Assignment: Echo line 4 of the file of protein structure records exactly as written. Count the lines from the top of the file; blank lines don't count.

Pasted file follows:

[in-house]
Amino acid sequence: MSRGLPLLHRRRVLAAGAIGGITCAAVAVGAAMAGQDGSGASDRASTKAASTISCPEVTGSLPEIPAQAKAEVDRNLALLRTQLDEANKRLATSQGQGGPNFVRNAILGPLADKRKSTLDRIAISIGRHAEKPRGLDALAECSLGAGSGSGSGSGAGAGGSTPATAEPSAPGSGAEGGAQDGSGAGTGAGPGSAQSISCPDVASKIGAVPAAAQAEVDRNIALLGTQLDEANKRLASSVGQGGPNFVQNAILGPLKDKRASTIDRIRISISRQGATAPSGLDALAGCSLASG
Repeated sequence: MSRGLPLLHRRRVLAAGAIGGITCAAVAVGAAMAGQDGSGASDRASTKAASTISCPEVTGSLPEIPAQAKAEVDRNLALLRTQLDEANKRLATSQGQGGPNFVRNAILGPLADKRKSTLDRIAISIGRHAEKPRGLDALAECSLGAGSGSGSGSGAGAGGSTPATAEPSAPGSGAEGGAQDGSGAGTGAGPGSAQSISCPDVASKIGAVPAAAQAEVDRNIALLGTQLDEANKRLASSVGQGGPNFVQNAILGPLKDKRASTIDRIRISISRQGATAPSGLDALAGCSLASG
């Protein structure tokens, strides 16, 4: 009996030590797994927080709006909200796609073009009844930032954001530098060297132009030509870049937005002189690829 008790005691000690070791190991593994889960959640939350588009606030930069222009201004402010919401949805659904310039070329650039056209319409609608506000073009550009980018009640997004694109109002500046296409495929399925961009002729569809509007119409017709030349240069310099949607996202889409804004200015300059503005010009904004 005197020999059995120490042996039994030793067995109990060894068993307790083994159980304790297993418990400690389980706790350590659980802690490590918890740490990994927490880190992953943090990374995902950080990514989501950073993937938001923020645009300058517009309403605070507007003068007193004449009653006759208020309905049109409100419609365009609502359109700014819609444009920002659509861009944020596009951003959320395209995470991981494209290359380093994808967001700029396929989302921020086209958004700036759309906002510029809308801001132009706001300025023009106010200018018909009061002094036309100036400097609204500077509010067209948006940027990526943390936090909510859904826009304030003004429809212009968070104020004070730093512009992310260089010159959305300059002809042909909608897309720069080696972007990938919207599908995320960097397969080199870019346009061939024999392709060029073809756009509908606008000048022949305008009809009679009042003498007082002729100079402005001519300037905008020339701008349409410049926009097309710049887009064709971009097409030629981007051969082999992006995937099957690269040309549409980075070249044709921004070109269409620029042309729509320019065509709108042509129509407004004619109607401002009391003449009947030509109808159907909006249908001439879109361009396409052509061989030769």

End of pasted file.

């Protein structure tokens, strides 16, 4: 009996030590797994927080709006909200796609073009009844930032954001530098060297132009030509870049937005002189690829 008790005691000690070791190991593994889960959640939350588009606030930069222009201004402010919401949805659904310039070329650039056209319409609608506000073009550009980018009640997004694109109002500046296409495929399925961009002729569809509007119409017709030349240069310099949607996202889409804004200015300059503005010009904004 005197020999059995120490042996039994030793067995109990060894068993307790083994159980304790297993418990400690389980706790350590659980802690490590918890740490990994927490880190992953943090990374995902950080990514989501950073993937938001923020645009300058517009309403605070507007003068007193004449009653006759208020309905049109409100419609365009609502359109700014819609444009920002659509861009944020596009951003959320395209995470991981494209290359380093994808967001700029396929989302921020086209958004700036759309906002510029809308801001132009706001300025023009106010200018018909009061002094036309100036400097609204500077509010067209948006940027990526943390936090909510859904826009304030003004429809212009968070104020004070730093512009992310260089010159959305300059002809042909909608897309720069080696972007990938919207599908995320960097397969080199870019346009061939024999392709060029073809756009509908606008000048022949305008009809009679009042003498007082002729100079402005001519300037905008020339701008349409410049926009097309710049887009064709971009097409030629981007051969082999992006995937099957690269040309549409980075070249044709921004070109269409620029042309729509320019065509709108042509129509407004004619109607401002009391003449009947030509109808159907909006249908001439879109361009396409052509061989030769």